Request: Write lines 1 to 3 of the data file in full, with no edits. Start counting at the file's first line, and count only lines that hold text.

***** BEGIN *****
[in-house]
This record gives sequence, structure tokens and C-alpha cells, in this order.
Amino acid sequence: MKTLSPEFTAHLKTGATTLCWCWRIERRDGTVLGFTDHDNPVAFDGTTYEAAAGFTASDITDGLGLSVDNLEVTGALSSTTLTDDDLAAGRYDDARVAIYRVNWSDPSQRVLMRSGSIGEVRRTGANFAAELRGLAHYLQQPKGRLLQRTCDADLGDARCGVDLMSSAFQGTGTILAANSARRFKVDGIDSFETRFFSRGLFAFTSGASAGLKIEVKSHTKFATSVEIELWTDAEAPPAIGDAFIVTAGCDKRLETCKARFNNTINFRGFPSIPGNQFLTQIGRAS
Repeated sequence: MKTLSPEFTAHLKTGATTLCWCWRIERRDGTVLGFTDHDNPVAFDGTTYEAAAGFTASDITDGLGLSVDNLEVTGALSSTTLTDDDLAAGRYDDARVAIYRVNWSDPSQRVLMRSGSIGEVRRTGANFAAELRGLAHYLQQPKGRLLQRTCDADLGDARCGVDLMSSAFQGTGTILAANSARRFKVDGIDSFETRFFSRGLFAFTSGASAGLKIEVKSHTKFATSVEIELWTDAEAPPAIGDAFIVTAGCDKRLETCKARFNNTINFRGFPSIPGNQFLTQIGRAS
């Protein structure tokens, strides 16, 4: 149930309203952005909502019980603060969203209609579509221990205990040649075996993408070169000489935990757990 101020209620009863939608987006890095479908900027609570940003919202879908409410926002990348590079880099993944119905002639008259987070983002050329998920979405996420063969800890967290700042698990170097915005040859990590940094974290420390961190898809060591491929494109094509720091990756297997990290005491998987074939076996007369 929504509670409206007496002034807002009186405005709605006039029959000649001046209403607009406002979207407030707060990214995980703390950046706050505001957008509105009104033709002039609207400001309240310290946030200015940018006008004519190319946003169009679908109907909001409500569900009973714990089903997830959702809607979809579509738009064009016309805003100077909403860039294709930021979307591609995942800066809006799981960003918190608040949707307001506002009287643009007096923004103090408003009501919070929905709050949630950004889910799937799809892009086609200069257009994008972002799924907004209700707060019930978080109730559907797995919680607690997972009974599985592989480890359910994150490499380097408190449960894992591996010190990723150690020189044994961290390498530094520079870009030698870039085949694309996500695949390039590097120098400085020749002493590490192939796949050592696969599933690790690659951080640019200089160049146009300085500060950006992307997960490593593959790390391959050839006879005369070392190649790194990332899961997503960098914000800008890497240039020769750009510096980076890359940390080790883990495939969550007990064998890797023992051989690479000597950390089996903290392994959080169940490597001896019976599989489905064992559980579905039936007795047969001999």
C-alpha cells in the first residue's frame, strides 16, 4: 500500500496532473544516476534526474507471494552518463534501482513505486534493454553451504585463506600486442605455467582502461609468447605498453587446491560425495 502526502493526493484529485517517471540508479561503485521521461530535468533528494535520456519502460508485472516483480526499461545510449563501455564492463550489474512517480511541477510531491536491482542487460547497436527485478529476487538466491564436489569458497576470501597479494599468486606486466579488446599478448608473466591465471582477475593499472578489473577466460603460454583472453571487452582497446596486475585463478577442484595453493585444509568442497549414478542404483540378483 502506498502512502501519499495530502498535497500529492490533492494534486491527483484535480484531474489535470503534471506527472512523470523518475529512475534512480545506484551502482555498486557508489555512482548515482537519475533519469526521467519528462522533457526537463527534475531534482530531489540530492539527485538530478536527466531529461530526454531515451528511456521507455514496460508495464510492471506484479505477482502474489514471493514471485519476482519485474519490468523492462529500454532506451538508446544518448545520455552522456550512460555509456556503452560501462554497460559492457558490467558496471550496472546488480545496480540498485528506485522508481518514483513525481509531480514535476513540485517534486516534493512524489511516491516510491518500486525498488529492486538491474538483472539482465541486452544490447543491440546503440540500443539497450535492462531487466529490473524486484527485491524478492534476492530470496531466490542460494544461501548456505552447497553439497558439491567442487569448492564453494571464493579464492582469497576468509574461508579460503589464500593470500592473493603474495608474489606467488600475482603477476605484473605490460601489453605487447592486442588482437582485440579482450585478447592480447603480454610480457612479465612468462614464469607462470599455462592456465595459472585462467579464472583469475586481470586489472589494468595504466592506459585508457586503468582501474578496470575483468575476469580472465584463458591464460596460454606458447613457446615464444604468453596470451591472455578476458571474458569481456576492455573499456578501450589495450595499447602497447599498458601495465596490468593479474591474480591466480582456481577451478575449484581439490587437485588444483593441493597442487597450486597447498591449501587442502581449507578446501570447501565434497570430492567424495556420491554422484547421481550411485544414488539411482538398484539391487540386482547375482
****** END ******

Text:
[in-house]
This record gives sequence, structure tokens and C-alpha cells, in this order.
Amino acid sequence: MKTLSPEFTAHLKTGATTLCWCWRIERRDGTVLGFTDHDNPVAFDGTTYEAAAGFTASDITDGLGLSVDNLEVTGALSSTTLTDDDLAAGRYDDARVAIYRVNWSDPSQRVLMRSGSIGEVRRTGANFAAELRGLAHYLQQPKGRLLQRTCDADLGDARCGVDLMSSAFQGTGTILAANSARRFKVDGIDSFETRFFSRGLFAFTSGASAGLKIEVKSHTKFATSVEIELWTDAEAPPAIGDAFIVTAGCDKRLETCKARFNNTINFRGFPSIPGNQFLTQIGRAS